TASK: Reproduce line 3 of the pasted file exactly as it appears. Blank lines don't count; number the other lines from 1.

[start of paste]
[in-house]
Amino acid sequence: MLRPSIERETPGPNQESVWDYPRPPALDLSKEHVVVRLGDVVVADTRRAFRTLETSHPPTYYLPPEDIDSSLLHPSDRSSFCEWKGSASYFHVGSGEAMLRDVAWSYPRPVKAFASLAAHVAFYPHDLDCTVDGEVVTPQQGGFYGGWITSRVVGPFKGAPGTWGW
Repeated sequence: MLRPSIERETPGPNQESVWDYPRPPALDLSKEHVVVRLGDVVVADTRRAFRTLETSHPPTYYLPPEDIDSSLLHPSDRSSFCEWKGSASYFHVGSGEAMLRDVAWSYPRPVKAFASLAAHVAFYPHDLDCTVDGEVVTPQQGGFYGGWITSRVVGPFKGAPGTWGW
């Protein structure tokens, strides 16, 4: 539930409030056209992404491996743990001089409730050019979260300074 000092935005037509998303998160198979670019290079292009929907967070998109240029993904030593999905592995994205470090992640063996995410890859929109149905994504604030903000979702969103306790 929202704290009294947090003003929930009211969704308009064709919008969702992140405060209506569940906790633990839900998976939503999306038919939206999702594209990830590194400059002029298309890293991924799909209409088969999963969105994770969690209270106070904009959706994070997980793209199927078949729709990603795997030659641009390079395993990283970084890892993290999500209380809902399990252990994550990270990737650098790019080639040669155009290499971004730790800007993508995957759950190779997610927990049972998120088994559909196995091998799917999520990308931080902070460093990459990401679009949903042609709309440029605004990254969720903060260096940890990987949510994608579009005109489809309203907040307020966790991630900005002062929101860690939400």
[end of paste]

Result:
Repeated sequence: MLRPSIERETPGPNQESVWDYPRPPALDLSKEHVVVRLGDVVVADTRRAFRTLETSHPPTYYLPPEDIDSSLLHPSDRSSFCEWKGSASYFHVGSGEAMLRDVAWSYPRPVKAFASLAAHVAFYPHDLDCTVDGEVVTPQQGGFYGGWITSRVVGPFKGAPGTWGW